In late October 2018, just days after a gunman — reportedly encouraged by racist political rhetoric — slaughtered eleven people during a service at Pittsburgh’s Tree of Life synagogue, Connecticut’s Republican candidate for a state senate seat sent out a flyer that showed his Democratic opponent Rep. Matthew Lesser (who is Jewish) grinning over a fistful of cash:
The tagline read: “Matt Lesser will take everything you worked for.” It also appears as though his face was digitally changed:
Lesser told The Washington Post that he was incredulous when he first heard of the issue from some people in the district, which includes Middletown.
“I did not believe them, because we live in America,” he said. “I assumed it was some sort of mistake or misunderstanding.”
He said that his likeness had been photoshopped significantly in the mailer, raising further questions about his opponent’s aim. In addition to the hands grabbing $100 bills that were added to the picture, Lesser’s face has been altered with a smile and a crooked look in his eyes, he said.
“When I look at that I don’t see Jewish,” State Republican Chairman J.R. Romano told the Hartfort Courant:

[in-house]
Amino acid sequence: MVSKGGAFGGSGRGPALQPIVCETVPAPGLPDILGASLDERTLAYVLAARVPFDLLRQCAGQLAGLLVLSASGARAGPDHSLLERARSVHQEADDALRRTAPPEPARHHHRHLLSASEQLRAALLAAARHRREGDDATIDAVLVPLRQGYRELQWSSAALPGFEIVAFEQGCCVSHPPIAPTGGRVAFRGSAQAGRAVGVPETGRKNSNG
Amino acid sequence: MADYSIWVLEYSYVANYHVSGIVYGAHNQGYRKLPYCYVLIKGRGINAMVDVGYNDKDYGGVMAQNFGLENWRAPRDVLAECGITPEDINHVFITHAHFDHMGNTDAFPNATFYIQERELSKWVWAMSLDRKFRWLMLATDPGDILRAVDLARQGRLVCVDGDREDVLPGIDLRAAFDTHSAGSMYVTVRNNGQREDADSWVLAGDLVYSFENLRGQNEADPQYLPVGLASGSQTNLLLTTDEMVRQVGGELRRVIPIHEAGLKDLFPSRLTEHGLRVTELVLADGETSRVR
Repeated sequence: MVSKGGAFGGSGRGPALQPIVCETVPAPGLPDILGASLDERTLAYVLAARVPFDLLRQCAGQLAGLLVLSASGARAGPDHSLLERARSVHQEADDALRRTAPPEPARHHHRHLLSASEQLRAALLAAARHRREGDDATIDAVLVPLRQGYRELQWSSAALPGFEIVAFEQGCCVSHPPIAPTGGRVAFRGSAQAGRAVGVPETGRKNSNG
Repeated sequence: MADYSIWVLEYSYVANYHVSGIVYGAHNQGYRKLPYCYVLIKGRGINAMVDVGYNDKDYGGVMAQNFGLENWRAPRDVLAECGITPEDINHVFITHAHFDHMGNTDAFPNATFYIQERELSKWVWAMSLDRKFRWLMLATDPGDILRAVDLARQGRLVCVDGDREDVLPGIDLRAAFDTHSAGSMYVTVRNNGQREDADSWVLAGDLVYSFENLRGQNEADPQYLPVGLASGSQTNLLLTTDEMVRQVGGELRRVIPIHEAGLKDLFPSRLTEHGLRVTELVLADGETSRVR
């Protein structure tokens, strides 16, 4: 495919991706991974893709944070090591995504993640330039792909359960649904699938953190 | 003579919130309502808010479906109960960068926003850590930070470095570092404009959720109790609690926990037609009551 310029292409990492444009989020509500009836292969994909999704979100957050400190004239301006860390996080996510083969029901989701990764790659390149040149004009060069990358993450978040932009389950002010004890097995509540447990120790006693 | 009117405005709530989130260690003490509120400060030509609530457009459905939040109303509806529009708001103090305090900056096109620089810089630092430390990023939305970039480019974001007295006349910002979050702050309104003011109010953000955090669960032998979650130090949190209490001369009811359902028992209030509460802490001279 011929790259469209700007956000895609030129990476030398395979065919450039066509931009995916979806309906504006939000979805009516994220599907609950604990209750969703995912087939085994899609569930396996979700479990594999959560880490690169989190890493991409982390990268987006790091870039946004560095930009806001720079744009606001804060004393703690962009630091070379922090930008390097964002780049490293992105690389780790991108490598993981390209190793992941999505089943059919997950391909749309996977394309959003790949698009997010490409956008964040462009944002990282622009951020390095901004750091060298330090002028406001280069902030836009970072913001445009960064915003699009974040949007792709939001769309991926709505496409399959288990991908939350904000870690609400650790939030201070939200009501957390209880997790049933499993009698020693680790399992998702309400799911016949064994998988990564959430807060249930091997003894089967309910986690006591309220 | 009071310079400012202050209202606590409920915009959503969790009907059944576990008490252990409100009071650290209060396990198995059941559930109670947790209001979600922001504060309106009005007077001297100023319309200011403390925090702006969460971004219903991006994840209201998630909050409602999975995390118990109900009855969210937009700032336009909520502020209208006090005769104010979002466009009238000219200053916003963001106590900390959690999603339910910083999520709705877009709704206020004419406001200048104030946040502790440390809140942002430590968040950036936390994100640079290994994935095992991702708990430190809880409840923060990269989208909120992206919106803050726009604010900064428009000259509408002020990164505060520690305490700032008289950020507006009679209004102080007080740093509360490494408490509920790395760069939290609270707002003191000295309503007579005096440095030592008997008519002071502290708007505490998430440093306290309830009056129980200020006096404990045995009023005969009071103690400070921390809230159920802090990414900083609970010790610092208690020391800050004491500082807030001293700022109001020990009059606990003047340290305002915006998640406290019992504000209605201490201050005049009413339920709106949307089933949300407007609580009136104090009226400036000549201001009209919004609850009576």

“That’s all this is, pointing out the fact that Matt Lesser is a tax-and-spend Democrat. If you criticize any Democrat for failures and their record, they run into this shield that you’re a racist. The Democrats have false outrage all the time.”
When told that Jewish community members raised objections to the mailer, Romano said, “Did you look to see their political affiliation?”
By Halloween, however, the outrage became too much for Connecticut’s once-defiant Republican candidate to ignore. Republican contender Ed Charamut finally apologized in writing to Lesser:
“However, it is clear now that the imagery could be interpreted as anti-Semitic,” the campaign said in a statement emailed to reporters. “And for that we deeply apologize as hate speech of any kind does not belong in our society and especially not in our politics.”
Chairman J.R. Romano also amended his defense:
“I reached out and talked to several friends and Republicans who are Jewish,” he said Wednesday in an interview. “In the course of the day, I reached a broader understanding of the history and context.”
Lesser says he has not heard directly from Charamut or anyone in Charamut’s campaign.